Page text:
Hyphen APA Heritage Month Profiles: Cindy Adams, Executive Director of the Hawaii Meth Project

May 12, 2011

Cindy Adams. Photos from Hawaii Meth Project

by Cat Kim

The Hawaiian Islands are known to many as the perfect paradise: tropical beaches, beautiful weather, and those fun grass skirts. But behind the blissful veneer, Hawaii struggles with methamphetamine use. In 2008 44 percent of the state’s drug-related treatment admissions were related to methamphetamine, surpassing admissions related to marijuana, according to the Substance Abuse and Mental Health Services Administration (a public health agency within the Department of Health and Human Services).

Cindy Adams is working to change that. As executive director of the Hawaii Meth Project, a non-profit organization that aims to reduce methamphetamine use among teens and young adults, her goal is to communicate the risks and affects of meth abuse through hard-hitting media campaigns and community outreach and education. I recently asked Cindy about Hawaii’s struggle with this highly addictive and destructive drug and how the program is having an influence on Hawaii’s youth.

What prompted you to become involved with the Hawaii Meth Project?

Like many states across the nation, Hawaii has a significant methamphetamine problem. “Crystal meth”, or “ice,” as it is known in Hawaii, has been around since the ‘60s. It is our biggest drug problem and results in enormous downstream costs including treatment, incarceration, foster care, healthcare, and lost productivity to employers. I became involved because meth directly impacted my family, and I wanted to do something about it.

When did you learn Hawaii had a meth problem?

I grew up in Japan and Hawaii. I moved to the Bay Area when I graduated from college, lived there for over 20 years, and then moved back to Hawaii in 2004. A couple of years later, we learned that someone in our family was smoking ice. It had an immediate and devastating effect on the entire family. We didn’t anticipate it or recognize it for what it was, and it was like slamming into a brick wall. It’s one thing to have someone tell you what this drug does to families; it’s a nightmare to live it. It still affects our family and for some, there will be lifelong implications. Methamphetamine has this immense ripple effect beyond the user.

Considering Hawaii’s large Asian American population, have you noticed the effects of methamphetamine abuse impacting this community as well?

I am Japanese and meth impacted my family. It would be impossible for this drug not to affect the Asian American community in Hawaii given it is the majority. We have a diverse and somewhat complex culture in the islands, and Hawaii struggles with multigenerational meth use. It’s particularly challenging to break this cycle, to change the social norm. That’s why the Hawaii Meth Project’s integrated approach -- large-scale public service messaging and community outreach and education -- is so vitally important. We are focused on teenagers because risky behavior starts at a young age. But we also reach beyond teenagers to the broader community, educating on a larger scale, so we can help change the social norm.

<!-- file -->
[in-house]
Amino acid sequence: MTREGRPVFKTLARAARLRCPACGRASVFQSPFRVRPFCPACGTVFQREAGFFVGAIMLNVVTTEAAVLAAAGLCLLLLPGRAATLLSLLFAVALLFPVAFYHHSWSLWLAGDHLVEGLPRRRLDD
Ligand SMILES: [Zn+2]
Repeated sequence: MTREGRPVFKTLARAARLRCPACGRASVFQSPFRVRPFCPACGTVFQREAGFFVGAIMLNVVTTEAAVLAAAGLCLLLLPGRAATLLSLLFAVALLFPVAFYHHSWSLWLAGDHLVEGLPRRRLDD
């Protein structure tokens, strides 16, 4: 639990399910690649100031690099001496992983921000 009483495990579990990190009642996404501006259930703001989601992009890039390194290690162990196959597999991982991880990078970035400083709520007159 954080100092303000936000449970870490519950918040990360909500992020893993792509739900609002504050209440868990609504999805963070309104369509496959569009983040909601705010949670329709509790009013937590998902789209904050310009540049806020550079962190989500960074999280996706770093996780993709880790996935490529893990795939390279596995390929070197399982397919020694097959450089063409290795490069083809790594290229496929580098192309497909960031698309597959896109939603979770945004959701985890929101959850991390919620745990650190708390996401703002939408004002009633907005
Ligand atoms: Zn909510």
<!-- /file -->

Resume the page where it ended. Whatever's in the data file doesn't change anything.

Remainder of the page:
What kind of response have you received from the community?

The response from across the state has been overwhelmingly positive and supportive. So many people in Hawaii have been affected by crystal meth, especially if you consider its 40-plus year history in the state. One indicator of this incredible community support is we see teenagers taking greater ownership for peer outreach and raising the level of dialogue in their family, their group of friends, and in school.

What impact has the Hawaii Meth Project had thus far in the community?

We perform an annual survey among teenagers across the state, with the first benchmark survey conducted in 2009 prior to launching the program. When we did the second survey in 2010, a year later, we saw very encouraging results. The changes in teen attitudes toward meth were significant. Teenagers are increasingly aware of the risks of using meth, strongly disapprove of taking the drug even once or twice, and are more likely to discuss the subject with their parents. The data also showed that increasing numbers of teens say their friends would give them a hard time for using meth. The 2011 survey results will be posted on our website this summer.

What is your personal goal for the Hawaii Meth Project?

The impact of this drug to users, families, and communities is nothing short of devastating. Children who can’t be cared for end up in foster care. Meth creates a huge socioeconomic burden on states. My hope is that we are successful in breaking the cycle of methamphetamine addiction in Hawaii, and educating teenagers is key to accomplishing this. If we can reduce the number of people who start using this drug, the size of the using population will begin to decrease, which will help drive down the overwhelming burden of treatment, incarceration, crime, foster care, etc. Equally important is educating and raising awareness with the community at large. We need everyone’s support if we are to change the social norm. To get more information on the Hawaii Meth Project, view its media campaign and outreach efforts, or make a donation to support these efforts, visit www.hawaiimethproject.org.

Cat Kim is Hyphen’s marketing associate. She works for the Siebel Foundation, which founded the National Meth Project.

Check out all of the profiles in our APA Heritage Month series.


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